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Spy Ship Exhibit Stirs Up Japanese

June 15, 2003|Mark Magnier | Times Staff Writer

TOKYO — It's a twisted pile of junk that attracts as many as 12,000 visitors a day. And it just might change Japan's political landscape.

Japanese are waiting patiently in the sun and rain for hours to gawk at the "Choryo 3705," a North Korean spy ship recently placed on display. It was salvaged from the East China Sea after a firefight with Japan's coast guard.

"It was very shocking because we're such peaceful people," said Akira Okada, 70, an auditor. "We really must think about protecting ourselves better. We've been very naive."

The exhibit is a two-edged sword for many Japanese. The 100-foot, 44-ton ship is loaded with Japanese technology, convincing some that the government's long-standing policy of avoiding confrontation had allowed Pyongyang to play their nation for a fool.

But the spy ship's relatively modest size, cramped living quarters and almost complete lack of creature comforts also engender some sympathy. The ship's hull showed evidence of repeated patching over many years, some of which, at one-tenth of an inch thick, would have provided little protection against the sea. A sign and flower display near the ship's rusted bow urge the public to remember the North Korean men who lost their lives.

"I was called up by the military at age 14 when I was a student," said Yoshio Takemoto, 72, a hotel worker, recalling his experience during World War II. "I was so determined to shoot a plane down. The North Koreans have the same sort of training I did then. I can understand how they could get brainwashed by their government."

The rusting hull shows vestiges of white, blue, green and orange coats of paint. Intelligence experts say the ship posed at various times as a Chinese or Japanese fishing vessel depending on its mission, where it was going and how closely it was being observed. Pre-cut paint sponges found on board in the shapes of Chinese characters allowed its crew to quickly rename the vessel and change other identifying marks.

From the outside, the ship looked exactly like any of the thousands of fishing vessels that navigate Japan's territorial waters. A plaque in Japanese characters reads: "Safety is the Priority Number One."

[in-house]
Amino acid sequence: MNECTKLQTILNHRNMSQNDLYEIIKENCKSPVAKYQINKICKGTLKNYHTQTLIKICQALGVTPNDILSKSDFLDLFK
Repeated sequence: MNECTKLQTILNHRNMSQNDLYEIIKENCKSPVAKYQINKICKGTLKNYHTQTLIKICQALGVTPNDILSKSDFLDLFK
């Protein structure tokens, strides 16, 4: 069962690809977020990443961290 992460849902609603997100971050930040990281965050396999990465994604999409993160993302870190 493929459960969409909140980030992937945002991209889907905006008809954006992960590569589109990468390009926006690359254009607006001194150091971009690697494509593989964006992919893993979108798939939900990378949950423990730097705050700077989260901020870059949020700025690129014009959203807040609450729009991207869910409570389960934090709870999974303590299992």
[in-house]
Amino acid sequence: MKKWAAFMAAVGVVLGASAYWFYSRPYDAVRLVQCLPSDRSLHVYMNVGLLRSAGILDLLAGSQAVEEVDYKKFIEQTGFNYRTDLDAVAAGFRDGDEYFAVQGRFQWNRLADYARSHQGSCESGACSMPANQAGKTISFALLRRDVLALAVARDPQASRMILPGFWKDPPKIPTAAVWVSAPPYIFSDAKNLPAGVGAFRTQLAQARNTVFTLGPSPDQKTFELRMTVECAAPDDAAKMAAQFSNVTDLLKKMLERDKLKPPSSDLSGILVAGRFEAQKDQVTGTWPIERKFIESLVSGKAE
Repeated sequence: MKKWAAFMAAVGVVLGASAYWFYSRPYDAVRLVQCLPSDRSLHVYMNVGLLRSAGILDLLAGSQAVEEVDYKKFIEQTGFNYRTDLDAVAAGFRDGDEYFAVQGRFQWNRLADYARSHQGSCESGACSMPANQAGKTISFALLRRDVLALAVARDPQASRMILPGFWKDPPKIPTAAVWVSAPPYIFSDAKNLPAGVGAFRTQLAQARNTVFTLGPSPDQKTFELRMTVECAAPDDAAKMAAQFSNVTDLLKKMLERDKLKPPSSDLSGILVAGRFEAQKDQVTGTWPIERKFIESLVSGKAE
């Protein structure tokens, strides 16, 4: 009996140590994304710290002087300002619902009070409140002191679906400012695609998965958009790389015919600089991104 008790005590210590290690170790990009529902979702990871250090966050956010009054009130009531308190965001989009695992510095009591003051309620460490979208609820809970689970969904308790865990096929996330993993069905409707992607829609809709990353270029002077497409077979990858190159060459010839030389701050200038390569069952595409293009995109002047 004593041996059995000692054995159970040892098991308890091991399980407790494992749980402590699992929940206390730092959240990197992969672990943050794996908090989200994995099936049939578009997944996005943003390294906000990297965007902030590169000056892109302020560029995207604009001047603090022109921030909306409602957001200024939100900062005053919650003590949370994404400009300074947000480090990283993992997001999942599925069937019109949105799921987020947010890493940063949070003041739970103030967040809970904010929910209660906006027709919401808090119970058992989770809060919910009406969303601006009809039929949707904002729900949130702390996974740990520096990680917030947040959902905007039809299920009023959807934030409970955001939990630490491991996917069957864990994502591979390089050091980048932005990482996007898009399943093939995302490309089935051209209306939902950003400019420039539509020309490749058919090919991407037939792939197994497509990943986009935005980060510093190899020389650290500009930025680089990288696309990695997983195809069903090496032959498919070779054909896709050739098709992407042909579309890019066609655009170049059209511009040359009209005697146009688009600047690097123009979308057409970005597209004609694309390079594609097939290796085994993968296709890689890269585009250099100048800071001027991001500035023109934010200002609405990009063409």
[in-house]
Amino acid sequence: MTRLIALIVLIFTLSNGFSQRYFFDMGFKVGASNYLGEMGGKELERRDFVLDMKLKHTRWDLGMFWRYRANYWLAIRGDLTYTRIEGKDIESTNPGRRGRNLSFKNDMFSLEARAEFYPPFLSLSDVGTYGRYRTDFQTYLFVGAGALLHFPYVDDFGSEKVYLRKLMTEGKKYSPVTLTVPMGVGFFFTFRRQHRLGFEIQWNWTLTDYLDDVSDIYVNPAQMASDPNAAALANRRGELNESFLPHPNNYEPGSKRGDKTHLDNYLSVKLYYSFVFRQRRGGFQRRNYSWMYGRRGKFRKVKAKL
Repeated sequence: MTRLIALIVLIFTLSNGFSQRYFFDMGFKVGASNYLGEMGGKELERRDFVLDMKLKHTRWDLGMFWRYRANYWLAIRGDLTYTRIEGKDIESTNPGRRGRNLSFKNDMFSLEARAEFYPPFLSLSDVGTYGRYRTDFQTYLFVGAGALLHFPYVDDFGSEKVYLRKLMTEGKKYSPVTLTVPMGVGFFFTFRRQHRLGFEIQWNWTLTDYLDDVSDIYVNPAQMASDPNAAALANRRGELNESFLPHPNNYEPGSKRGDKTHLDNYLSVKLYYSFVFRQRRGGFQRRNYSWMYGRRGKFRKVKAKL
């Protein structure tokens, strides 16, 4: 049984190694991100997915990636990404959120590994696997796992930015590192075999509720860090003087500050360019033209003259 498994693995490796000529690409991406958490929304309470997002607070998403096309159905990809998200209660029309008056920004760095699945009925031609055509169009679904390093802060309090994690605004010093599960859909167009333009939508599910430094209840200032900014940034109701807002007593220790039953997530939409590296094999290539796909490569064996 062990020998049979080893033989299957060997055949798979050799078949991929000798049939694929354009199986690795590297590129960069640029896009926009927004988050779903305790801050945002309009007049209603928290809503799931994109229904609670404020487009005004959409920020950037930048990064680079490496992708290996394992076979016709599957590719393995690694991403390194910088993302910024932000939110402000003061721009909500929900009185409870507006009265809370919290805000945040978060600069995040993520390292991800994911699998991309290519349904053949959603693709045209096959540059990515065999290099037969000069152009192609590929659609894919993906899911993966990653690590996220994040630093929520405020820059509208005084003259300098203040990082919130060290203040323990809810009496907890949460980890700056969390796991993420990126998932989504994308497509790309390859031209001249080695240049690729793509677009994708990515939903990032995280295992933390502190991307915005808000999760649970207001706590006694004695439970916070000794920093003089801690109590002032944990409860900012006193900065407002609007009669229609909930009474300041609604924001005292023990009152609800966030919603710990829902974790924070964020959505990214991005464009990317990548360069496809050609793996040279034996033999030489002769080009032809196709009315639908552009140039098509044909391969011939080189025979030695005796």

Secreted within the hull, however, were four giant Russian-made engines that gave it 10 times the horsepower of an ordinary fishing vessel, allowing it to travel at speeds of up to 33 knots.

Two large doors at the rear of the ship reveal a large cavity where a smaller, high-speed boat hid. Using an ingenious buoyancy system, the mother ship could be partially flooded, allowing its faster offspring to free itself and ferry agents and contraband to and from Japan's shores at speeds of up to 50 knots, or about 55 mph. The last few hundred yards to shore could be navigated with the scuba gear and torpedo-shaped swim motors found on board.

A pair of North Korean switches on the ship, meanwhile, allowed agents to set off explosive charges and sink the ship if trouble ensued, and a 14.5-millimeter mobile gunnery battery was also hidden within the deckhouse on rails, ready to be rolled into position in seconds.

Japan has long known that North Korean ships plied its waters. But for decades, it chose to turn a blind eye or, at best, shoo them away. That changed Dec. 22, 2001, when three Japanese coast guard ships and an airplane gave chase over a 16-hour period as the Choryo zigzagged toward China.

At 10 p.m., they clashed on the edge of Chinese territory, about 240 miles off southwestern Japan. Despite several warning shots by the Japanese, the North Korean ship refused to halt, instead returning fire with artillery, machine guns and rocket-propelled grenades. In the fight, the Choryo sank, a move reportedly initiated by the North Korean crew, killing an estimated 10 North Korean agents.

It took almost nine months for Japan to salvage the Choryo from its 300-foot grave. Although there were technical difficulties, some suspected that Tokyo worked slowly to hold off embarrassing Pyongyang. But the rapid souring of relations last fall, after North Korea admitted abducting 13 Japanese during the 1970s and 1980s, left Tokyo with little to lose diplomatically.

Once at the surface, the 1,032 items found aboard the rust bucket left little doubt that its crew wasn't in the fishing business. Investigators believe that they were ferrying agents and illicit drugs into Japan.

In addition to the Kim Il Sung pin and North Korean cigarettes found on the corpses, investigators retrieved four machine guns; two rocket-propelled grenade launchers; an 82-millimeter recoilless surface-to-air gun; two antiaircraft missiles; and various grenades, handguns, explosives and ammunition.

"I didn't think human beings could do such things," said Yukiko Yawata, 27, after seeing all the spy gear. "All I could think about was the poor Japanese abduction victims jammed into a ship like that."

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